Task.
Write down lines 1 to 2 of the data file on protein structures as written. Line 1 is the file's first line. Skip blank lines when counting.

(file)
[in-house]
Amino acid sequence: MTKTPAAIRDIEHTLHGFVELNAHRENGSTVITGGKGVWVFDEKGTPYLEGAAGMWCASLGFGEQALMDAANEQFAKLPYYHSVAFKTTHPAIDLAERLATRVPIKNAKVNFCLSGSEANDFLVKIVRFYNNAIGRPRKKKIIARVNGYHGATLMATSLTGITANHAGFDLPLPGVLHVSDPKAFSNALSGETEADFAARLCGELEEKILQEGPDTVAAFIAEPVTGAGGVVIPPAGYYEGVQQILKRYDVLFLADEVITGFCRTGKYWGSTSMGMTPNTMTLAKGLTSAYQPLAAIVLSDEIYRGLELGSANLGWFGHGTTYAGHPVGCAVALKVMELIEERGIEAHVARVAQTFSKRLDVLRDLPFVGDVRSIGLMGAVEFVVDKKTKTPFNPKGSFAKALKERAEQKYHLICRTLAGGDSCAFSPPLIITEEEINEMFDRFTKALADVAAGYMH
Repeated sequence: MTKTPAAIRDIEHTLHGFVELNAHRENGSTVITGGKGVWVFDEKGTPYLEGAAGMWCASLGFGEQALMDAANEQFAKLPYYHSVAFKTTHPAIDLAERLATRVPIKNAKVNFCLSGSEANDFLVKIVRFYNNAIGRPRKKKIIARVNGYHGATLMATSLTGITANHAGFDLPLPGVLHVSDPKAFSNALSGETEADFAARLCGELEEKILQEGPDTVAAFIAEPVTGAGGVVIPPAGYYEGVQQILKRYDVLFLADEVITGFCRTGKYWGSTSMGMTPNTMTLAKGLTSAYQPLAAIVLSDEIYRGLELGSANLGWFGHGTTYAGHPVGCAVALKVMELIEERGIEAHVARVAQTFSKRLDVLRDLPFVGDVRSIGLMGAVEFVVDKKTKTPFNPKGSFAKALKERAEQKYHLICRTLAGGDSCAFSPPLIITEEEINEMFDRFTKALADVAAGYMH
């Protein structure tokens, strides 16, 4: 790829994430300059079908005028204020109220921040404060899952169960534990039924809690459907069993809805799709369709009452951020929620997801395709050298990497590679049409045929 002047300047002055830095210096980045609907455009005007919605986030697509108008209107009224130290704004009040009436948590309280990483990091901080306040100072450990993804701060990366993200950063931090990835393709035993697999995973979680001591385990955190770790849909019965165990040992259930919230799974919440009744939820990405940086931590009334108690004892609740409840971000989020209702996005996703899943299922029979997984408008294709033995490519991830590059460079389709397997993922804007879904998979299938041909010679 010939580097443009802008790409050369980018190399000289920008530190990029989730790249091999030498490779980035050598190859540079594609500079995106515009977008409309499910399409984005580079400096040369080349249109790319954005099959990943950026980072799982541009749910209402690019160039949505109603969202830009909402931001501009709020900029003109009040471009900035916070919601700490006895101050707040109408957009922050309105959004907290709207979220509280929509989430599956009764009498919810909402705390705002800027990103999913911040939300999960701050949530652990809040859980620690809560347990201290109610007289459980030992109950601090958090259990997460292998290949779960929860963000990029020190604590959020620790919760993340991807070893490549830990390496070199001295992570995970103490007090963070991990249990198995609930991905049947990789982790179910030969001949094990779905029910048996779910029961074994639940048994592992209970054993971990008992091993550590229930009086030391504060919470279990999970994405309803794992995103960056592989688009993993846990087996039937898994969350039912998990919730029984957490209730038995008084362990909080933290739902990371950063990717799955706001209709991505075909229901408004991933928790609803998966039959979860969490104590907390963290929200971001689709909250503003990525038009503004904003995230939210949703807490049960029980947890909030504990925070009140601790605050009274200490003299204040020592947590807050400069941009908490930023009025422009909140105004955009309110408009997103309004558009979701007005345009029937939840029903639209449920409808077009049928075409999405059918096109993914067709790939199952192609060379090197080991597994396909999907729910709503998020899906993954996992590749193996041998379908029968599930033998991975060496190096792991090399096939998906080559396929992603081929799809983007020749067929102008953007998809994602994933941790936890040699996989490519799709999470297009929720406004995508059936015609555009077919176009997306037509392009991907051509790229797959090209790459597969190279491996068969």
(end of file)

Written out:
[in-house]
Amino acid sequence: MTKTPAAIRDIEHTLHGFVELNAHRENGSTVITGGKGVWVFDEKGTPYLEGAAGMWCASLGFGEQALMDAANEQFAKLPYYHSVAFKTTHPAIDLAERLATRVPIKNAKVNFCLSGSEANDFLVKIVRFYNNAIGRPRKKKIIARVNGYHGATLMATSLTGITANHAGFDLPLPGVLHVSDPKAFSNALSGETEADFAARLCGELEEKILQEGPDTVAAFIAEPVTGAGGVVIPPAGYYEGVQQILKRYDVLFLADEVITGFCRTGKYWGSTSMGMTPNTMTLAKGLTSAYQPLAAIVLSDEIYRGLELGSANLGWFGHGTTYAGHPVGCAVALKVMELIEERGIEAHVARVAQTFSKRLDVLRDLPFVGDVRSIGLMGAVEFVVDKKTKTPFNPKGSFAKALKERAEQKYHLICRTLAGGDSCAFSPPLIITEEEINEMFDRFTKALADVAAGYMH